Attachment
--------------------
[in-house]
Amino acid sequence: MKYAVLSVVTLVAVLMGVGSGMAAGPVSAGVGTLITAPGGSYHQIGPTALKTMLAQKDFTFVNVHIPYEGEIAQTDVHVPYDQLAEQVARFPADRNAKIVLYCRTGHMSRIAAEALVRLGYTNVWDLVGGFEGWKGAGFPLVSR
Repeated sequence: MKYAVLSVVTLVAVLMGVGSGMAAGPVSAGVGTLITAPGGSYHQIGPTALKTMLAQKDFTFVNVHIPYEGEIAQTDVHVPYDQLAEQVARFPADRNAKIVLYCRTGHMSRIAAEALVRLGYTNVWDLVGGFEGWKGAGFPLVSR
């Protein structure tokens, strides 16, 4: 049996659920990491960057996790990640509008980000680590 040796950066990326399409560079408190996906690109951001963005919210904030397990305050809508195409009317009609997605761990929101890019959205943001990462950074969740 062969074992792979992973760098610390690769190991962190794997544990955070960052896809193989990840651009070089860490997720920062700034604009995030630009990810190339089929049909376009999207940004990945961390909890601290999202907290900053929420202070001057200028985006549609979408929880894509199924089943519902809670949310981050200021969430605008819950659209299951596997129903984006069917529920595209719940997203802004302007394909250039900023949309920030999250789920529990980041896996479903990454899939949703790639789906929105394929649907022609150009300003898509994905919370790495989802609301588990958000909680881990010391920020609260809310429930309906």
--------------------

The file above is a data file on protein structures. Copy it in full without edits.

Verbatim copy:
[in-house]
Amino acid sequence: MKYAVLSVVTLVAVLMGVGSGMAAGPVSAGVGTLITAPGGSYHQIGPTALKTMLAQKDFTFVNVHIPYEGEIAQTDVHVPYDQLAEQVARFPADRNAKIVLYCRTGHMSRIAAEALVRLGYTNVWDLVGGFEGWKGAGFPLVSR
Repeated sequence: MKYAVLSVVTLVAVLMGVGSGMAAGPVSAGVGTLITAPGGSYHQIGPTALKTMLAQKDFTFVNVHIPYEGEIAQTDVHVPYDQLAEQVARFPADRNAKIVLYCRTGHMSRIAAEALVRLGYTNVWDLVGGFEGWKGAGFPLVSR
């Protein structure tokens, strides 16, 4: 049996659920990491960057996790990640509008980000680590 040796950066990326399409560079408190996906690109951001963005919210904030397990305050809508195409009317009609997605761990929101890019959205943001990462950074969740 062969074992792979992973760098610390690769190991962190794997544990955070960052896809193989990840651009070089860490997720920062700034604009995030630009990810190339089929049909376009999207940004990945961390909890601290999202907290900053929420202070001057200028985006549609979408929880894509199924089943519902809670949310981050200021969430605008819950659209299951596997129903984006069917529920595209719940997203802004302007394909250039900023949309920030999250789920529990980041896996479903990454899939949703790639789906929105394929649907022609150009300003898509994905919370790495989802609301588990958000909680881990010391920020609260809310429930309906």